Hagel to Grads: Lead ‘Recovering’ Army


Defense Secretary Chuck Hagel challenged the 2013 West Point graduating class Saturday to take on a leadership role in a rapidly changing Army that will face downsizing, cost-cutting and the “scourge” of sexual assaults.

In his commencement address to 1,007 new second lieutenants, Hagel said “the Army you enter today is emerging – and in many ways recovering – from more than a decade of war in Iraq and Afghanistan.”

“A new Army is being shaped and you will not only be present for it, but you will have the responsibility of helping shape it and lead it at a complicated and uncertain time,” Hagel said to the cadets and their parents assembled on the football field at West Point’s Michie Stadium.

“A new world order is being constructed,” Hagel said, “Budget constraints curtail training and cancel exercises.”

The strains on the Army since 9/11 have created a climate in which “alcohol and drug abuse, suicide and mental illness, sexual harassment and sexual assault” have become all too rampant in the  ranks, Hagel said.

“You must be the generation of leaders that stop it.”

“Sexual harassment and sexual assault in the military are a profound betrayal — a profound betrayal — of sacred oaths and sacred trusts,” Hagel said, echoing a theme President Obama stressed in his commencement address to the Naval Academy a day earlier.

“This scourge must be stamped out,” Hagel said. “We are all accountable and responsible for ensuring that this happens. We cannot fail the Army or America. We cannot fail each other and we cannot fail the men and women that we lead.”

Hagel’s condemnation of sexual assault drew light applause from the crowd, the only time he was interrupted by applause in his remarks which were cut short because of the cold and rainy weather.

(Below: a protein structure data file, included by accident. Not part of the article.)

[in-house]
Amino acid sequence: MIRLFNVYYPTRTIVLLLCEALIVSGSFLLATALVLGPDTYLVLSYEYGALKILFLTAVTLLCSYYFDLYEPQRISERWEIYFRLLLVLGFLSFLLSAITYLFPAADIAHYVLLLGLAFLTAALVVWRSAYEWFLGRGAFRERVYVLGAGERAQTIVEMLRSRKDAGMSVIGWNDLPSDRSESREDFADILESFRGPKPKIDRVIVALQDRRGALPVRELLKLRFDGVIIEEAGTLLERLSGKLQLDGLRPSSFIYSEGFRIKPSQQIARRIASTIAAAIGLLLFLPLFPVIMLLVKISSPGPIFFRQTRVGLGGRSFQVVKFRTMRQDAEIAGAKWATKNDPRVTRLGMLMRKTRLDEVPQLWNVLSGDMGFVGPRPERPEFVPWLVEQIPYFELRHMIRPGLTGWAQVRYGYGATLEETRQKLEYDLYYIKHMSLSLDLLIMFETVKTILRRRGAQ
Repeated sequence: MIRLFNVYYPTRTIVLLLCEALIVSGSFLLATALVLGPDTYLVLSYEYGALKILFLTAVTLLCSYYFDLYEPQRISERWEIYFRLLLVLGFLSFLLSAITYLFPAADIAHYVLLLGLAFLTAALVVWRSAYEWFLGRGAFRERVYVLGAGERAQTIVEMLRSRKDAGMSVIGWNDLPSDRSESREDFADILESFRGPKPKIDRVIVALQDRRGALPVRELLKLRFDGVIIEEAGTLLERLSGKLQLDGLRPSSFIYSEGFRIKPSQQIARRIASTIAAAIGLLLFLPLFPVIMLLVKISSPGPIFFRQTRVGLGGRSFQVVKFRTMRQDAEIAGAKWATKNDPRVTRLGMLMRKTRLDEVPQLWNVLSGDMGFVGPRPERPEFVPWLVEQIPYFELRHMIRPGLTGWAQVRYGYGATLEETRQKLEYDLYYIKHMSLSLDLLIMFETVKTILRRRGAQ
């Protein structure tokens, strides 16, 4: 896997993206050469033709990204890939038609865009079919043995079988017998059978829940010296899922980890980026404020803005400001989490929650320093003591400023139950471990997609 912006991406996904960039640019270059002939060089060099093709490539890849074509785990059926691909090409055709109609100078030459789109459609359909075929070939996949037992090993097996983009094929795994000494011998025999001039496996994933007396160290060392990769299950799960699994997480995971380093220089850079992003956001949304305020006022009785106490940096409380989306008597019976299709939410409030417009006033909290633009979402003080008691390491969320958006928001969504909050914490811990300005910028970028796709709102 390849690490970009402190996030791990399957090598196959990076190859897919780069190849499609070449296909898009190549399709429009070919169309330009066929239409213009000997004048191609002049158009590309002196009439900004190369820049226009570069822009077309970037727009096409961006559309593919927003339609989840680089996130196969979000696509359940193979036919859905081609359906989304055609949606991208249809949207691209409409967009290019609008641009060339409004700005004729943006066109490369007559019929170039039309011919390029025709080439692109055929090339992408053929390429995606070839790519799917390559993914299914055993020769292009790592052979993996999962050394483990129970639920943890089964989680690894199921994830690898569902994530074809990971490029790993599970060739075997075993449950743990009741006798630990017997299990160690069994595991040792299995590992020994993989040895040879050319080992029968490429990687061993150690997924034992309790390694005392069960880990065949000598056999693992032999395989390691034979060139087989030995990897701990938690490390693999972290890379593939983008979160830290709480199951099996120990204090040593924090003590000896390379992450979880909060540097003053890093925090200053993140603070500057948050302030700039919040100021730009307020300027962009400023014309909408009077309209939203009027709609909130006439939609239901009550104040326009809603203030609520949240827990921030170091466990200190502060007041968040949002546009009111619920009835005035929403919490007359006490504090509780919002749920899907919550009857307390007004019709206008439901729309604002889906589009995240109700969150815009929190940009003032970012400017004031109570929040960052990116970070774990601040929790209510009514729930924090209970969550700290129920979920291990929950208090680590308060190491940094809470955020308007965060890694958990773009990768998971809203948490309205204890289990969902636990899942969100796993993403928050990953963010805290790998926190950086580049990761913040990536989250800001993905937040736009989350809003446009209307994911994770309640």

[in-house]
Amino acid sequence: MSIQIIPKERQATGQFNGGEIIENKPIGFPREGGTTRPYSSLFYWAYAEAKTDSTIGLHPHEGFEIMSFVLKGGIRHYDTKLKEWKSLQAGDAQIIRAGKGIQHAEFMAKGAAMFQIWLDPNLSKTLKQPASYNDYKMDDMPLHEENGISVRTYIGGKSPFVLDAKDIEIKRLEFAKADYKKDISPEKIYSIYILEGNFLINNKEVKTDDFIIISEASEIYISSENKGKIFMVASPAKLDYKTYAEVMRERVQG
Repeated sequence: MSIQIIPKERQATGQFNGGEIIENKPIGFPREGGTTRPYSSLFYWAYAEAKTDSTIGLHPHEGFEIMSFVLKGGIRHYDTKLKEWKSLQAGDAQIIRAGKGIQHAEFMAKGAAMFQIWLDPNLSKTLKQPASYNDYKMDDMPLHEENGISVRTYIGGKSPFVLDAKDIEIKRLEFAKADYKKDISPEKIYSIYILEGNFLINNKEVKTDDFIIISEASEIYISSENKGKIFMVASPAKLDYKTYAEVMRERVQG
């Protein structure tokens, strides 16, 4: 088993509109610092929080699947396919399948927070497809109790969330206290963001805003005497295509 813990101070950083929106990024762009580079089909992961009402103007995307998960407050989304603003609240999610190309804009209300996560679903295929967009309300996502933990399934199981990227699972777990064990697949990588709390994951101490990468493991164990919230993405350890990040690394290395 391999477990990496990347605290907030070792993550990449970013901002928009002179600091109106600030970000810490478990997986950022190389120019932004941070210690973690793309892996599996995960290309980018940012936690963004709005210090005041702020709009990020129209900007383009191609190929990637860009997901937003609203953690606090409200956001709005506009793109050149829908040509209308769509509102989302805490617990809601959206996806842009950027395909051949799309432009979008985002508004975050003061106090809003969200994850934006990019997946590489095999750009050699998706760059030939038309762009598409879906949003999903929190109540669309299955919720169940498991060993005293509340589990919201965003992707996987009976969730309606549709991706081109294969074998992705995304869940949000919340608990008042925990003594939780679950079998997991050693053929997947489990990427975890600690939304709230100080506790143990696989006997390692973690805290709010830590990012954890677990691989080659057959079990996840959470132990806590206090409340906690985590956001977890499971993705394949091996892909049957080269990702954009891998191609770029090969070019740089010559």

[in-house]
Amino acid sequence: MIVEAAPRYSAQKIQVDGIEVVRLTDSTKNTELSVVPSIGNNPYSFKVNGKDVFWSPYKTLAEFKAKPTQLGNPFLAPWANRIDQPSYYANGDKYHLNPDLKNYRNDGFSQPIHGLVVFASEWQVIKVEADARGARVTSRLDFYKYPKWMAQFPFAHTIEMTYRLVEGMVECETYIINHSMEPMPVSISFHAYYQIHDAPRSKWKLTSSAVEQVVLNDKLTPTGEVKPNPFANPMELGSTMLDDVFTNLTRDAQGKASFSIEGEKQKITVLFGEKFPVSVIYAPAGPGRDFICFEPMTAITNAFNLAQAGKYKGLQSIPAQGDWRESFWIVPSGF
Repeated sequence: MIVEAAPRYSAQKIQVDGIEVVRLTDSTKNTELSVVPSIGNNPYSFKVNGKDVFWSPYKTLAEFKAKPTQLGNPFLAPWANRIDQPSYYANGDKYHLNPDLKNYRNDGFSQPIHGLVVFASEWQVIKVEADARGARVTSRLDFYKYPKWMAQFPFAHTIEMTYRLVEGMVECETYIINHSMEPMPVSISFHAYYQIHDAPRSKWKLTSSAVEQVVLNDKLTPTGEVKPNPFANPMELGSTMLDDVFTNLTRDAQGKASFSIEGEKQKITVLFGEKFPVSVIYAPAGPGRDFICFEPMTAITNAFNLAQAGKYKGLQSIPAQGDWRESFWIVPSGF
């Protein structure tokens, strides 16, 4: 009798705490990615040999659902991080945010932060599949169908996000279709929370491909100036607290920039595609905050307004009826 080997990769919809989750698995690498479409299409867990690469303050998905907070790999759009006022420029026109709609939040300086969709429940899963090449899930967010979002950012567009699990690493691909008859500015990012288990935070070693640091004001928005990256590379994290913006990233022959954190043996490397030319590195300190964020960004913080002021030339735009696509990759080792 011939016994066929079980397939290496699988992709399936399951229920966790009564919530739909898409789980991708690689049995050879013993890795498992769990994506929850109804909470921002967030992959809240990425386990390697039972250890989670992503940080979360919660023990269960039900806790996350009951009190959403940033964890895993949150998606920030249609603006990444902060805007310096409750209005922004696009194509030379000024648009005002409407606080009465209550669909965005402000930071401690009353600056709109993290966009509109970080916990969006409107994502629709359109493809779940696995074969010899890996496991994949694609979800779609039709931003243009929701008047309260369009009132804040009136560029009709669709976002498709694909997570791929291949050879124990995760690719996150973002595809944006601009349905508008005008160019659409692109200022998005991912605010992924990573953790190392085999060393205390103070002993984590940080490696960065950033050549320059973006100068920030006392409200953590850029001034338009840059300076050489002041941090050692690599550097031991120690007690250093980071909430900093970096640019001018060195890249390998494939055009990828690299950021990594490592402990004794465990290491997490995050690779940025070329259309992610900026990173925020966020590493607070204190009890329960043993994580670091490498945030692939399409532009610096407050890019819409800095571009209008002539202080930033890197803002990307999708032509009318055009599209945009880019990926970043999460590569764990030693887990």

The direct message on sexual assaults was prompted by a series of recent sexual misconduct incidents in all the services that has reached the upper ranks. An annual Defense Department report earlier this month showed that the crisis was escalating.

West Point itself was rocked earlier this week by the disclosure that an Army sergeant on the staff had allegedly been planting cameras in the locker rooms and shower stalls of female cadets.

Accompanying Hagel to the graduation was a longtime friend, Harry Walters, West Point Class of 1959, who was the fullback on the undefeated “Black Knights of the Hudson” team of the era led by Pete Dawkins, the Heisman Trophy winner.

As he often does in pubic addresses, Hagel reflected back on his experience on the battlefield.

In a moving tribute, Hagel, who received two Purple Hearts while serving as a sergeant in Vietnam, told of another West Point graduate -- Robert George Keats -- who led him and his brother, Tom, in combat.

“A few months after arriving in Vietnam, Captain Keats took command of my company – B Company, 2nd Battalion, 47th Infantry, 9th Infantry Division.  Within 10 days of taking command, on February 2, 1968 – shortly before his 24th birthday – he was killed while on a mission.  I was there,” Hagel said.

“Captain Keats is buried at West Point Cemetery, alongside other heroes of the Long Gray Line – including 33 of the more than 90 West Point graduates who have died in uniform since September 11, 2001,” Hagel said.

Hagel quoted from a letter Keats wrote while still a cadet at West Point.

“I am in a fight to save the ideal now.  I shall be until the day I die.  The world can only be saved by people who are striving for the ideal.  I know we shall win, it can be no other way.”

Hagel told the class that “wherever you go, whatever you do, remember, that like Robert George Keats, you chose to be soldiers at a defining time in our nation’s history.  You too are fighting for an ideal – as the Class of 2013 motto says, you are ‘defending the dream.’”The graduating class then filed forward to receive their diplomas, and render salutes to Hagel and academy officials, and take their oaths as officers.

For the last time as cadets, they sang the alma mater, which ends: “E’er may that line of gray; increase from day to day; live, serve and die we pray; West Point for thee.”

Show Full Article